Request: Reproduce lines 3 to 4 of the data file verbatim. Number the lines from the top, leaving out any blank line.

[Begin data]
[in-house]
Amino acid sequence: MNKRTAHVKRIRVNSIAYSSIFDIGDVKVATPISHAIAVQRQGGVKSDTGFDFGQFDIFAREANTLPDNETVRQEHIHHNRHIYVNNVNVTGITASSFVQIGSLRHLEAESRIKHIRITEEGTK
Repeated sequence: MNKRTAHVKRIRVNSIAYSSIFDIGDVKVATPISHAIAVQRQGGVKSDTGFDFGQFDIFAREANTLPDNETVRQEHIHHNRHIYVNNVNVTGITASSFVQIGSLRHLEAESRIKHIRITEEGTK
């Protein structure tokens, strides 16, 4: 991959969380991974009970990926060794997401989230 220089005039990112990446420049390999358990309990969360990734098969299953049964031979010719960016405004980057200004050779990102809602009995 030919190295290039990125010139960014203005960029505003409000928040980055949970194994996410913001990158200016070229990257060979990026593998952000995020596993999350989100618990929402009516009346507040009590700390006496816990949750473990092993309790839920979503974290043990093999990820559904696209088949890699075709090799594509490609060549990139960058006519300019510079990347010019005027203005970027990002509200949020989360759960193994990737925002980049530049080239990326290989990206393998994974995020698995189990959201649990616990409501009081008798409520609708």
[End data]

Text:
Repeated sequence: MNKRTAHVKRIRVNSIAYSSIFDIGDVKVATPISHAIAVQRQGGVKSDTGFDFGQFDIFAREANTLPDNETVRQEHIHHNRHIYVNNVNVTGITASSFVQIGSLRHLEAESRIKHIRITEEGTK
């Protein structure tokens, strides 16, 4: 991959969380991974009970990926060794997401989230 220089005039990112990446420049390999358990309990969360990734098969299953049964031979010719960016405004980057200004050779990102809602009995 030919190295290039990125010139960014203005960029505003409000928040980055949970194994996410913001990158200016070229990257060979990026593998952000995020596993999350989100618990929402009516009346507040009590700390006496816990949750473990092993309790839920979503974290043990093999990820559904696209088949890699075709090799594509490609060549990139960058006519300019510079990347010019005027203005970027990002509200949020989360759960193994990737925002980049530049080239990326290989990206393998994974995020698995189990959201649990616990409501009081008798409520609708």